If it takes Americans twenty more years — it’s already been nine — to realize the glaringly obvious fact that “our” government orchestrated a cover-up of 9/11, then the real terrorists will have won. Of course, I think they’ve already gotten what they wanted.
Posted by James on Nov 25, 2010
U.S. News reports:
Nearly 50 million Americans have gone without health insurance for at least part of the past year — up from 46 million people in 2008, federal health officials reported Tuesday.
Those people included not only those Americans living in poverty, but an increasing number of middle-income people, according to a report from the U.S. Centers for Disease Control and Prevention….
“The first myth is that it’s only the poor who are uninsured. In fact, half of the uninsured are over the poverty level,” [CDC Director Dr. Thomas R. Frieden] said.
“The second myth is that it’s only healthy people who are uninsured and that young healthy people make a choice not to have health insurance. In fact, more than two out of five individuals who are uninsured at some point during the past year had one or more chronic diseases,” he said.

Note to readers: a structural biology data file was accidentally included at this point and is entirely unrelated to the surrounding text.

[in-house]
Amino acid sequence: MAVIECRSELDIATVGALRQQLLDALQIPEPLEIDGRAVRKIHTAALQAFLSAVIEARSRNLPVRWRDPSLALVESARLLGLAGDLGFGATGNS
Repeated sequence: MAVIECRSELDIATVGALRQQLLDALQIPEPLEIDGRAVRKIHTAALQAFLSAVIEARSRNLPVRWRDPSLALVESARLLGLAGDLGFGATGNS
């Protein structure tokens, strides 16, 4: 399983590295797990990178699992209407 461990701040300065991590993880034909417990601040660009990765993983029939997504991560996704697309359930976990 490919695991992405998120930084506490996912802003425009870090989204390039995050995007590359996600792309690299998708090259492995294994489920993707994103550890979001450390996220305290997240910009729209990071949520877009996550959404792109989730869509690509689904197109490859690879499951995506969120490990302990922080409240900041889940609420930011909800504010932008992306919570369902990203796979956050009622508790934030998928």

During the past 10 years, the number of U.S. adults without insurance for at least part of the year has risen an average of 1.1 million people a year, and about half are middle-income adults, according to the report.
Of course, the real beneficiaries of Obama’s health insurance reform are the bloodsucking middlemen who contribute nothing, raise costs through infuriating paperwork — my wife and I could lecture you for hours about our fights with insurance companies — and administrative costs (all aimed at not paying for treatments to raise insurers' profits), and sucking profits out of the system that would otherwise stay in patients' pockets or reimburse hospitals and doctors. As Congressman Dennis Kucinich explained: